Africa’s data centre sector experiences a growth spurt – 12 level 3 facilities as Nigeria’s Rack Centre joins their ranks
26 May 2017
One sign that Africa’s data markets are maturing is the rapid increase in the number of Level 3 certified data centres. A quarter of these data centres are carrier neutral, offering customers the ability to do a range of things that are vital as Africa’s corporates go digital. Russell Southwood spoke to Ayotunde Coker, Managing Director, Rack Centre, Nigeria’s carrier neutral data centre, which got its Level 3 certification last month.
A year ago there were relatively few Level 3 data centres certified by the Uptime Institute on the continent. Now there are 12, of which 4 are carrier neutral: Millicom (Senegal); NPONE (Morocco); Rack Centre (Nigeria); ASA MSTelecom (Angola); BTCL (Botswana); Standard Bank, MTN and BCX (South Africa); East Africa Data Centre (Kenya); Mauritius Telecom and Bhumshiq Teleserve (Mauritius); and TEData Company (Egypt). This does not include Teraco’ s 3 data centres in South Africa and that describes itself as a Level 3 contributor.
Ayotunde Coker’s first job back in Nigeria was with Access Bank where he found himself building a data centre for the bank, which he said was a terrible distraction given all the power and skills issues. Roll forward to July 2014 and he was asked to come on board as Managing Director of Rack Centre.
Rack Centre is owned and operated by a major Nigerian conglomerate called Jagal, which has interests in oil and gas, property and health, hygiene and home products. Importantly for the Rack Centre project it had 20,000 sq metres of land that were comfortably above sea level.
“It’s been a very, very interesting road. We have to have viable power generation and thorough systems for diesel delivery. We have a lab to check fuel quality and we check the time the truck takes from the depot to delivery.”
It has two sets of 1.6 MW generators and has had 100% uptime since its launch in October 2013:”We will add gas power when our power needs get up to 2-2.5 MW in the next large phase of expansion.”
There were 119 racks in the first phase but the business doubled between 2014-2015. There are now 255 racks that are operated by companies like carriers, banks, financial services, oil and gas, the Nigerian Sock Exchange and IXPN (which also has its regional IXP project there). Clients include BringCom, Vodacom Business, Access Bank and UBA. All this growth triggered a capacity expansion that went live in early 2016.
“The recession in Nigeria has flattened growth…People stopped doing anything in the election period and afterwards (as the economy tightened). But there may be surprising growth by the end of this year.”
“It’s truly carrier neutral and is the most highly connected Tier 3 data centre in Africa. There are 25 local carriers directly connected to it and we have connections to all five of the undersea cables. WIOCC is in Rack Centre along with Etisalat and Globacom and we connect to SAT3 through NTel. Every country on the Atlantic coast is connected to Rack Centre. It’s half a billion people connected in 50 milliseconds.”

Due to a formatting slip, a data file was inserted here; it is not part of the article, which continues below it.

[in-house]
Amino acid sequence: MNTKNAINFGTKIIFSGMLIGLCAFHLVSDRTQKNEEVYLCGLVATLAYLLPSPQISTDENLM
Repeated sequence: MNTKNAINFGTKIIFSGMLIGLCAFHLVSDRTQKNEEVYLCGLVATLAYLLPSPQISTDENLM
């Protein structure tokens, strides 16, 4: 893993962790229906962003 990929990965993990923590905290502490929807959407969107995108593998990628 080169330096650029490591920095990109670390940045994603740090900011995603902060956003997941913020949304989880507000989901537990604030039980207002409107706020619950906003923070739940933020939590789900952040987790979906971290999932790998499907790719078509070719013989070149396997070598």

The main competition in the market comes from Main One and mobile operator MTN and smaller facilities like 21st Century and Medallion Communications. Rack Centre is a top-of-the-range facility and in a market where price is often the key determining factor, clients sometimes choose a Volkeswagen over a Lexis.
“Microsoft and Amazon are looking at their cloud footprint in Africa. Cloud is a grand, overarching term for heterogeneous cloud service. We don’t do them ourselves but host others that do. We’re talking to Akami and we’re an ideal location for implementation by them…We’re also in the advanced stage of discussions with international banks.”
Microsoft’s recent announcement that it will deliver its cloud services directly in Africa shows which way the market is headed. As Microsoft said at the launch of these services:” It’s a recognition of the enormous opportunity for digital transformation in Africa”.
When he arrived at Rack Centre, he discovered that its website was hosted outside Nigeria and now it’s hosted in their data centre and they have two suppliers who do hosting there.
So is he looking at expansion into other parts of Africa?:”The brand is recognized well enough to stretch it across the region... Possibly in a Francophone country. In the data centre business it’s all about track record and trust. You have to have these to persuade people to put their IT assets with you. It takes time to build those things plus the know-how
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